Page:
The real barrier to success is indifference. And we spend so much of our limited energy on being better than the competition, or figuring out how to save a buck, when the real battle that we should be fighting is that indifference in the marketplace. Our customers are overwhelmed, they're distracted, their indifference. And if we fight that battle of indifference and stand out, we'll have more time and we won't need more money because the stuff that we're doing will actually work and we will smoke the competition!
John Lee Dumas: I love all of these words – smoke, flame, on fire, ignites. Because Fire Nation, the real barrier to success is indifference, make sure that you are absorbing that phrase in your minds.
And "T", what is something that you used to believe recently; you know within the last six months, that you just don't believe any more? I mean, you talk about innovation, that's things that are changing, happening quickly. What's something that you used to really believe in that you just don't?
Tamara Kleinberg: I used to think that the best idea won. You know it was, it didn't matter what it was, but oh, my god, if it was good and it was out there, like obviously, right? I mean haven't you had that moment where like, this is so good why aren't people buying into it?
John Lee Dumas: The cream rises to the top every time.
Tamara Kleinberg: Right, of course!
And what I've experienced, and I think we've seen in the marketplace time and time again, it's really not the best idea that wins it's the ones who can actually communicate their idea best. And the innovation, in particular, when you're trying to do something different and stand out, it has its own rhythm, its own language of innovation, and it's something I've had to craft over my years.
And if you can learn the language of innovation, you can get to those results that you're looking for. The idea is one part of it, but it's about the traction of your idea, that's where the success happens.
John Lee Dumas: The traction of your idea.
"T", let's go back into your journey as an entrepreneur and take us to where you consider the worst entrepreneurial moment to date. That moment in time to start the story there and tell us that story?
Tamara Kleinberg: All right. John, I'm gonna ask you to close your eyes and get this awesome mental image that's about to happen for you.
So, it's the tiny little hallway in my old 1938 house basement. And I've got this pile of t-shirts, it's 3,856 t-shirts high. And in fact, it is so high that I can't even get to my laundry room, and it has gotten so bad that I have to go buy underwear at Target because I can't get to any of my laundry, it's on the other side!
So, it's early in the morning and I'm sitting on the top of this pile of shirts in my sweatpants, and my curly hair is just, it hasn't been done in one-too-many days, and I'm looking down at my phone at my bank account and it says -0.20. Because I had burned through $15,885.43 with zero to show for it.
So, I mean it, I'm sitting down there and I'm slumped over on top of this pile of shirts. And my boys, who are I think about 3 and 7 at the time, they come downstairs to see if I can find them clothing for school. I'm not kidding you, they came down, turned the corner, stopped, said nothing, turned around, went back upstairs, and I heard them say to my husband, "Nope, we can't find mom, I don't know where she is", like it was so bad, right?
So, I roll off this pile of shirts. You know when you when you were a kid and you'd roll down the grass hill, that's just how I was, clunk-clunk-clunk all the way down to the floor. And that was my rock bottom.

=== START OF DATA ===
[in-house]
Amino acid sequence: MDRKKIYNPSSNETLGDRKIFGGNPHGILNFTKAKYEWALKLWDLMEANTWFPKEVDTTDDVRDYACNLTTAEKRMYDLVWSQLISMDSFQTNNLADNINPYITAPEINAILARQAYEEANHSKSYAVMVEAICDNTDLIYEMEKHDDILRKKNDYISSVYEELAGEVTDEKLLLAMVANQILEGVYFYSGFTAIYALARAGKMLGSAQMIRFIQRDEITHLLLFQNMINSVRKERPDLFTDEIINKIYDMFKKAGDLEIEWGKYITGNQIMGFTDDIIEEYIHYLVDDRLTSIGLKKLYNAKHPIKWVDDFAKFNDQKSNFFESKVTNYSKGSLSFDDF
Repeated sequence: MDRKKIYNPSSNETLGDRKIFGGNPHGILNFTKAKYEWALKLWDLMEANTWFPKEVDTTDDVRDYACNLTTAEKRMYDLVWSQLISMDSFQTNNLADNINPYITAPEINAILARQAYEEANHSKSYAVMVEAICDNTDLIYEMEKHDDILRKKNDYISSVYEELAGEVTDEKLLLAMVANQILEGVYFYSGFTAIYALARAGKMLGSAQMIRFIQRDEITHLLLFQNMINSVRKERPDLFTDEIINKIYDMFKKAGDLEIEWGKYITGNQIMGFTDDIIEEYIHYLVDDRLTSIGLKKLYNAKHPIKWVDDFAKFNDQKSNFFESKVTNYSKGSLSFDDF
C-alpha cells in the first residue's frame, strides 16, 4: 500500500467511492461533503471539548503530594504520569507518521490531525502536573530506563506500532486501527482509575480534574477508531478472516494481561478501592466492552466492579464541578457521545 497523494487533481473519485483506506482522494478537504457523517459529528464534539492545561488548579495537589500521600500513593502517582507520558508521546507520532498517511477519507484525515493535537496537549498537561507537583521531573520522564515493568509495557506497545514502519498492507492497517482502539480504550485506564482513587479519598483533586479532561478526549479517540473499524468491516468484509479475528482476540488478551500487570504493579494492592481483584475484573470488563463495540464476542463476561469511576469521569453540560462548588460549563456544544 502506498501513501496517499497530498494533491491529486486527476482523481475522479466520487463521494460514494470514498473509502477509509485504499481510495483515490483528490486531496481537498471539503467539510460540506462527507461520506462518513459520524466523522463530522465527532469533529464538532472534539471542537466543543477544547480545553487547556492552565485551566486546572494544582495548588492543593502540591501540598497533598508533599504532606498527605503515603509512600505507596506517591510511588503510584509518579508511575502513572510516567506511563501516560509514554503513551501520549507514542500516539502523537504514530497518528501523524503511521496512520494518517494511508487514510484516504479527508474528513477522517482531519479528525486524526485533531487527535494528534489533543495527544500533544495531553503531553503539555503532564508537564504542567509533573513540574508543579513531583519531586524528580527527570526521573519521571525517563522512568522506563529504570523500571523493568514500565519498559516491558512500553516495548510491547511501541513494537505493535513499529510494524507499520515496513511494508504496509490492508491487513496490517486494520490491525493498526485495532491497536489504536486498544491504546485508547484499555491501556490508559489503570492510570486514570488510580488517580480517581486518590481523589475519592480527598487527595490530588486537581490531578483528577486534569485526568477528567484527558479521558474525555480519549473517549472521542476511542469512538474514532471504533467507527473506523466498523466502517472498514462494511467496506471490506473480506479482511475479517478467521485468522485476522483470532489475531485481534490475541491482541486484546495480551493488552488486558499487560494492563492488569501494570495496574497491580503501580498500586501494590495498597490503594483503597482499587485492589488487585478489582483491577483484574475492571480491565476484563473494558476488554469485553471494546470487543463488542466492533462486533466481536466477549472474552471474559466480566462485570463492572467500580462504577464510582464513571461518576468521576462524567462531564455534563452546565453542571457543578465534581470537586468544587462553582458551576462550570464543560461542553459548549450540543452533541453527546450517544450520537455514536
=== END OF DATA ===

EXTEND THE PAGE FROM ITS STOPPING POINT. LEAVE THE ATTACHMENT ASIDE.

But you know what, here's the honest part about it, it wasn't the money. The money's tough, but in fairness as entrepreneurs we have low bank accounts all the time, it's part of being all in and going for it and kind of outsourcing. So, I don't believe that not having money is the low point; I think if you really dig, and this is what I experienced that day. The low point for me was I felt like a failure, I felt like fraud. I was afraid to leave my house because if I left my house and someone like my neighbor or a colleague from my old job –
John Lee Dumas: How you doing?! How's it going?
Tamara Kleinberg: Yeah, ah, my god, right?! Like what if they said how are you doing, what would I respond, like how would I respond? It would be horrible, and I don't want that question. So, I was afraid to leave my house that day, I was just totally just distraught and I was like somebody had taken a big sharpie and written "Failure" on my head, it was so bad. So, that was my, it took me a couple of days to be willing to leave the house.
John Lee Dumas: So, where do you go from there? I mean, what lessons – looking back, now here we are in late 2016 – do you take away from that moment that you can share with our listeners to offer some advice, some lessons learned, some hope?
Tamara Kleinberg: I admit one fundamental mistake that I think a lot of us make. I had focused all my energy on building an innovative product but not an innovative business. And it's a distinction I don't think we talk enough about. We glorify the inventing, the creating part, it's so glamorous.
But it's not about the ideas, right? We talked about that. It's about the traction of the ideas. And being an entrepreneur, regardless if it's a product or service it doesn't matter, whatever you're doing –and I'm sure you know this better than anyone – it's a marathon it's not a sprint.
And innovation used to be layered across everything we do, our marketing, our sales, our distribution, our pitches, how we deliver our offer, everything. It goes back to that battle against indifference and having a killer offer just isn't enough anymore. If you build it, they will not come. You've got to go and be in market with an innovative business.
And if you think about it, John, what are some of the brands or businesses that you absolutely love and adore? Because I'm guessing they're ones that shake things up a little bit.
John Lee Dumas: Uber, Airbnb, Netflix.
John Lee Dumas: See? There you go. The marketplace. Actually, we reward innovation, we open up our wallets to innovation, to disruption, we love it! And we, as entrepreneurs, need to be bold enough to do that and we can't stop innovation of the product, it has to be in everything.